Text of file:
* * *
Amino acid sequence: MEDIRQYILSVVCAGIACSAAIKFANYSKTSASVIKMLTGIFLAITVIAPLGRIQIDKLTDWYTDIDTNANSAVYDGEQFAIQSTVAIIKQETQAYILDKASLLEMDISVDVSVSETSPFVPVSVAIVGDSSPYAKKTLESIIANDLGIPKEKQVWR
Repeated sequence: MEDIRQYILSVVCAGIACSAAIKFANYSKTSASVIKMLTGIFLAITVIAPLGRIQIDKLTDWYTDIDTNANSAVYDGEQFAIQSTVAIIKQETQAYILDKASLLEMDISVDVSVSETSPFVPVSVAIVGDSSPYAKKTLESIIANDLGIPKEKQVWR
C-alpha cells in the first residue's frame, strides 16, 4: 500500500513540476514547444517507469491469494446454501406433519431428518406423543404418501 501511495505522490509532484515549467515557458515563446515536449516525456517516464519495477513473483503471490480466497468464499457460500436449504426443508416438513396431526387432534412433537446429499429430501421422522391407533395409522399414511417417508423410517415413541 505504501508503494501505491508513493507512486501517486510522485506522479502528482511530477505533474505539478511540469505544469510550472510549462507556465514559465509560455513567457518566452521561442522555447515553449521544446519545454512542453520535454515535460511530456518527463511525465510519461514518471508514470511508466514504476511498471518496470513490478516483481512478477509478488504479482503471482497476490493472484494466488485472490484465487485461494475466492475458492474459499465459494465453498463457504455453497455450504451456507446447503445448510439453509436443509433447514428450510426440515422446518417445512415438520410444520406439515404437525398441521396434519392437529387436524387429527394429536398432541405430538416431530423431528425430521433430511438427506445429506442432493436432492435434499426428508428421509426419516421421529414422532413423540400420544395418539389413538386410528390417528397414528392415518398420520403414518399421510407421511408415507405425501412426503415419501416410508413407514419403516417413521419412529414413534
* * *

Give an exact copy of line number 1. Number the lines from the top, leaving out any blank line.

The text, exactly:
Amino acid sequence: MEDIRQYILSVVCAGIACSAAIKFANYSKTSASVIKMLTGIFLAITVIAPLGRIQIDKLTDWYTDIDTNANSAVYDGEQFAIQSTVAIIKQETQAYILDKASLLEMDISVDVSVSETSPFVPVSVAIVGDSSPYAKKTLESIIANDLGIPKEKQVWR